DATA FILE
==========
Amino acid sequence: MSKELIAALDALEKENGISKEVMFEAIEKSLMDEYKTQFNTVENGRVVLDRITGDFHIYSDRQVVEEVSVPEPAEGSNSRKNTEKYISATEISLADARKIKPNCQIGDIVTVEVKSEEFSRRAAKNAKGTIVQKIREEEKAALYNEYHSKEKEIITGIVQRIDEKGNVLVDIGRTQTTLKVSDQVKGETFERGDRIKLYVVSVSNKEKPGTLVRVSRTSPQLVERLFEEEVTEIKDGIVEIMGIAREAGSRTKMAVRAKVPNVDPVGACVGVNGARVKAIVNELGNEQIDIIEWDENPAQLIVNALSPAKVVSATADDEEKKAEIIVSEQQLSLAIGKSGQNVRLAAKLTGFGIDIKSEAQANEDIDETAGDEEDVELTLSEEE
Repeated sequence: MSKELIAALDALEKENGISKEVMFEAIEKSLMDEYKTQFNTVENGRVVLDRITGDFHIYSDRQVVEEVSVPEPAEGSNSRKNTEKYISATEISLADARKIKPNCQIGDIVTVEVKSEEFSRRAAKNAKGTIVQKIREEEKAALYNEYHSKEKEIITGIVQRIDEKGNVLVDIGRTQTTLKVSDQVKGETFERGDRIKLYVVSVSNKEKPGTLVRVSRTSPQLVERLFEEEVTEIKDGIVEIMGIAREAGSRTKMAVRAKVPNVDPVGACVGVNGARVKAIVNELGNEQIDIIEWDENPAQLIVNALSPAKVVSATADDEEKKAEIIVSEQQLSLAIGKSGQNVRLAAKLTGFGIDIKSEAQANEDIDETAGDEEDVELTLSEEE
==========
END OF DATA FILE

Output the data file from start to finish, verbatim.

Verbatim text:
Amino acid sequence: MSKELIAALDALEKENGISKEVMFEAIEKSLMDEYKTQFNTVENGRVVLDRITGDFHIYSDRQVVEEVSVPEPAEGSNSRKNTEKYISATEISLADARKIKPNCQIGDIVTVEVKSEEFSRRAAKNAKGTIVQKIREEEKAALYNEYHSKEKEIITGIVQRIDEKGNVLVDIGRTQTTLKVSDQVKGETFERGDRIKLYVVSVSNKEKPGTLVRVSRTSPQLVERLFEEEVTEIKDGIVEIMGIAREAGSRTKMAVRAKVPNVDPVGACVGVNGARVKAIVNELGNEQIDIIEWDENPAQLIVNALSPAKVVSATADDEEKKAEIIVSEQQLSLAIGKSGQNVRLAAKLTGFGIDIKSEAQANEDIDETAGDEEDVELTLSEEE
Repeated sequence: MSKELIAALDALEKENGISKEVMFEAIEKSLMDEYKTQFNTVENGRVVLDRITGDFHIYSDRQVVEEVSVPEPAEGSNSRKNTEKYISATEISLADARKIKPNCQIGDIVTVEVKSEEFSRRAAKNAKGTIVQKIREEEKAALYNEYHSKEKEIITGIVQRIDEKGNVLVDIGRTQTTLKVSDQVKGETFERGDRIKLYVVSVSNKEKPGTLVRVSRTSPQLVERLFEEEVTEIKDGIVEIMGIAREAGSRTKMAVRAKVPNVDPVGACVGVNGARVKAIVNELGNEQIDIIEWDENPAQLIVNALSPAKVVSATADDEEKKAEIIVSEQQLSLAIGKSGQNVRLAAKLTGFGIDIKSEAQANEDIDETAGDEEDVELTLSEEE